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December 10, 1999


India Down Under

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India must take their chances

Harsha Bhogle

Many years ago, Michel Platini, the great French footballer, made a statement that seemed like one of those post match sound bytes that sportsmen routinely indulge the media with. “Matches are won,” he said “by teams that know how to win.”

And yet, the more you think about it, the more you realise the truth hidden behind that simple statement. Certainly Australia showed that today, and I’m afraid they showed that in a pretty devastating manner.

At 76 for 4 at lunch, most teams would have been looking forward to a quiet half hour without losing a wicket. With most teams you wouldn’t regard that as a defensive attitude, just a prudent approach. But Australia have made winning such a powerful state of mind, in theirs and in the mind of the opposition, that they rode ahead relentlessly and within twenty minutes, they had turned things around. Suddenly, India were defending, on the field and in the mind, Tendulkar made one crucial error of judgement, and Australia capitalised on it like a side that knows how to win.

There were a couple of things in their favour. A cloudy morning had matured into a beautiful, dry afternoon and as a result, the pitch had turned into a batsman’s dream. A couple of extremely indifferent spells from Ajit Agarkar before lunch had meant that Tendulkar was wary of putting him on immediately and it didn’t help a captain who is still young in the job, that Srinath switched off suddenly.

Sourav Ganguly’s five over spell had everyone in the media room from Ian Chappell to Mark Taylor shaking their head and as it happened, Ganguly played the batsmen into form quite perfectly.

By the time Kumble came back and bowled a superb defensive spell, Australia had gone too far ahead. 74 runs came in the first hour after lunch, only 37 in the second and it was noticeable that Australia’s late run burst also came without Kumble. To bowl at under three runs an over on the kind of track batsmen would ask for an hour before a hanging, was outstanding stuff. Without him, Australia would have had another fifty, at least.

Sadly for India it undid what was a fairytale morning. It was a morning that was steeped in common sense and it was a fantastic example of how to play sport within your limitations. Srinath’s first spell was brilliant and it seemed he was connected to the right voltage. He made the batsmen play at everything and for a side that had started getting used to extravagant bowling from the Pakistanis, this was suddenly trench warfare.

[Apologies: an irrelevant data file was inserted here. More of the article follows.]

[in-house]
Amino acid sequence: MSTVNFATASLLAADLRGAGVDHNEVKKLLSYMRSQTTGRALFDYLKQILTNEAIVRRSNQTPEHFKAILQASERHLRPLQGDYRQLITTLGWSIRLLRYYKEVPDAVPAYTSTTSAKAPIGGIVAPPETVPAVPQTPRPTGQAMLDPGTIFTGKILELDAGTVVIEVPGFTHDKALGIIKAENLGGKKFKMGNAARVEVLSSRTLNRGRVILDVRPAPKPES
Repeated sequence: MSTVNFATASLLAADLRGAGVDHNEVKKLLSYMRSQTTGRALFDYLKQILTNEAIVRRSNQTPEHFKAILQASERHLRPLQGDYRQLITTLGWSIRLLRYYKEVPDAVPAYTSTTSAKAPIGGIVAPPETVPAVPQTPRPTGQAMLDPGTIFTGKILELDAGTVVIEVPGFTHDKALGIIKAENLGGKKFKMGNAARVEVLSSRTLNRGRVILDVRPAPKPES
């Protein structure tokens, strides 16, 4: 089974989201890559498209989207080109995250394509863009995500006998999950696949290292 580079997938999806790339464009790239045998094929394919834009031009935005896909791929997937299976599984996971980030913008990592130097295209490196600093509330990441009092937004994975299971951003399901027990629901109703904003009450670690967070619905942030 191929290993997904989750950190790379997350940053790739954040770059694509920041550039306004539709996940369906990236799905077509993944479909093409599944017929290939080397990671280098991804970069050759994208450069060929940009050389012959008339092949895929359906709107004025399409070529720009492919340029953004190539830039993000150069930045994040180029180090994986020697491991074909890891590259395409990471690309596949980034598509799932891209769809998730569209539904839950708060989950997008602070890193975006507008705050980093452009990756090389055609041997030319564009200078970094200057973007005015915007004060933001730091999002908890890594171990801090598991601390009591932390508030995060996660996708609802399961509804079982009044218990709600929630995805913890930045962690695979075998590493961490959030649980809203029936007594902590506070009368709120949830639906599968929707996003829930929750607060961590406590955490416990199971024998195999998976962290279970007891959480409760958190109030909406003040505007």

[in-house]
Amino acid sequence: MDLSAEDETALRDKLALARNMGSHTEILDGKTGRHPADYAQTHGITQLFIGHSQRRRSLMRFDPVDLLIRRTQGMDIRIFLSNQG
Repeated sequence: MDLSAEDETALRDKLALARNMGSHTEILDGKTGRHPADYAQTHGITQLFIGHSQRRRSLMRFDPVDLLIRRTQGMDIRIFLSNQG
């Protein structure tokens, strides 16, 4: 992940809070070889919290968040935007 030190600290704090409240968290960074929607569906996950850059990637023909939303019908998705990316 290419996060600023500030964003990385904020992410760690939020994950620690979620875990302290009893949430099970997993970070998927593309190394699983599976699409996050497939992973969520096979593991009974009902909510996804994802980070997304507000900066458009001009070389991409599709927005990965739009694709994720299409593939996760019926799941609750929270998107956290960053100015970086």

After lunch Srinath went from 240 volts to 110 and he would be extremely disappointed with his returns for the day. Too often with an offside field, he bowled to the batsman’s pads. The discipline was gone and with it the sting.

Venkatesh Prasad
 Venkatesh Prasad
 Pic: Allsport
Venkatesh Prasad was easily the best bowler of the morning, rarely going at anything beyond 130 kmph but rarely going beyond reach of the batsmen either. Langer’s wicket was a lucky break but it was the merit of the ball that earned it; full up and nipping in just a bit. 8 overs produced 2 for 11 and while there wasn’t enough support from the conditions after lunch, he rarely left his post. It needed good shots to get runs off him and with the second new ball, Ponting produced two; an off drive and then an on drive that looked like someone was demonstrating that the angle of incidence was equal to the angle of reflection.

There is no doubt that Ponting is the best 24-year-old in world cricket today. To have a match winner coming in at number six is a luxury that no team enjoys and today, merely watching Ponting was a luxury. His footwork was precise, he was unafraid to play shots and he played them off both feet. He had a couple of moments when, if luck had deserted him, he might not have reached a century. He certainly nicked Agarkar when he got an inside edge to a pull and Laxman, having done everything right, let the ball slip out at second slip off Srinath.

He took the spotlight from what was a memorable day for Steve Waugh. Waugh had spoken yesterday about his desire to score a century and today, he shook hands with it. There is something about his resilience, about his ability to squeeze the last drop out of his possessions that make him the most fascinating player of his era.

Waugh grows on you; you don’t gape at him with awe, you won’t sit on the edge of your seat when he bats. Instead you admire him and secretly wish you could be like him.

He is still there and he knows this pitch is a beauty. The forecast is for Adelaide to get hotter and under the sun, he knows the track will crack and he would like India to get as little time on it while it is still good. There is a grinder in store.

I am not sure, in spite of a relatively new ball that India have it in them to seize the initiative tomorrow. But they must try and make things more difficult. Shorn of armoury, they must embrace discipline. And they must take their chances. The best teams in the world create second chances. India cannot lay claim to being among the best and so they must take what comes their way.

They didn’t today but it isn’t the end of the world. A wearing track will not fill them with terror and so they must back themselves to hold twenty wickets. They may not know how to win just yet but they need to know how not to lose.

Harsha Bhogle

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